This will be a budget hike*, because I don't have a lot of money right now, and my hiking style is one that doesn't incur many costs other than food anyways. I hope to spend $12 a day on the hike, $15 max. I will be trying to minimize unnecessary costs, such as restaurants, booze, and hotels.
*Note that I already have practically all the gear I will need and that some of it is expensive. When I talk about my low budget, I'm referring to the actual hike of the PCT.
I will be hiking alone, or at least starting off alone. I expect to meet other PCT hikers at the annual "ADZPCTKO" event Apr. 24-26 and am looking forward to the new acquaintances and comraderie. At the same time, I am hardly a herd person and have my own plans for what I want to do in towns along the way. I sort of expect to be meeting a lot of people and spending short periods of time with them, but I don't foresee hiking long distances with the same people, unless we just hit it off incredibly well and have similar hiking strategies and goals.
I will be limiting my stays in town to buying food, occasionally visiting the post office for resupply purposes, and spending hours at the local library working online for free. There are several reasons for this:
- Budget. The big reason. The reports I've read speak of restaurant and hotel prices that I am simply unable to afford. Like $20 for a meal, $50 for a room, etc. I have $500 a month max to spend while backpacking.
- I dislike the loss of time and focus that comes from spending the night in town and am going to try to wash stuff and keep clean on the trail day by day rather than saving it for town.
- I need the mental activity that comes from doing stuff online, writing for any of my various projects, etc. I found that after a couple weeks on the trail in Colorado, I came to crave mental work and information from the Internet. I want to be able to sit down and write about the things I've noted down in my notebook while on the trail. I want this time to be productive to me as a writer and adventurer and not to vegg too much while on the trail. My MP3 player can also help with this (I've found that 1-2 hours a day of listening to music/recordings is perfect for me).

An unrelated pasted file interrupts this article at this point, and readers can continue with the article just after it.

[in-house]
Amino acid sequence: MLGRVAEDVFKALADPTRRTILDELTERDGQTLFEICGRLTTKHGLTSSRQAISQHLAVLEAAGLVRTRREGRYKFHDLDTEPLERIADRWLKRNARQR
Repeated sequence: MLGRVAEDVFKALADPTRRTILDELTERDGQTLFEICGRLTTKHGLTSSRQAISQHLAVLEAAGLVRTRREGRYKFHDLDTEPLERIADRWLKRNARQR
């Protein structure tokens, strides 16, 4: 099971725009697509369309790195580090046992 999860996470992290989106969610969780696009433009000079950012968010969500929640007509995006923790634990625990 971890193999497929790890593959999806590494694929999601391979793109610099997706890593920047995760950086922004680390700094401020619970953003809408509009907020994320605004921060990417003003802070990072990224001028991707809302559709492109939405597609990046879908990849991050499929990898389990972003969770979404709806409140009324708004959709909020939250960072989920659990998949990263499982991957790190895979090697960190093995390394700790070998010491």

I am going to try to generally enter town fairly early in the morning, grab food from the supermarket to gorge myself on during the day, head down to the local library and spend 3 to 5 hours there, then return to the supermarket to buy food for the next stretch of trail. Then I will leave town, either by hitchhiking or walking (if the town is on the trail). The days I am in town, I will try to hike as little as possible, and eat as much as possible (especially fresh fruits and veggies). These will basically be rest days with a little bit of hiking in the morning and the evening.
I will be gradually increasing mileage. I know that I can average at least 20 miles a day on terrain such as the CDT through Colorado. That was with my girlfriend, who slows me down a bit, but brings other benefits. Alone and on the PCT, I think I can eventually hike 30 miles a day, but I will have to listen to my body and force myself to hike less initially to avoid knee overuse (a problem I had a year ago from too long hiking days without adequate preparation). I expect to start out doing between 15 and 20 miles a day. If I want to finish the PCT by the end of September, I will need to average no less than 20 miles a day on the PCT.
I will be resupplying as I go, as opposed to mailing myself food beforehand. We mailed ourselves "key food supplies" while hiking the CDT in Colorado, and the results were terrible. We couldn't swallow most of it down anymore! I don't know beforehand what food I'm going to want, so I'm not going to guess. However, along the way I may mail food from a storeside town to a point further up the trail if the stores up ahead are not supposed to be very good.
I hope to see friends and relatives join me for parts along the way. That would be a lot of fun, and they can bring me pizzas and hamburgers and stuff :)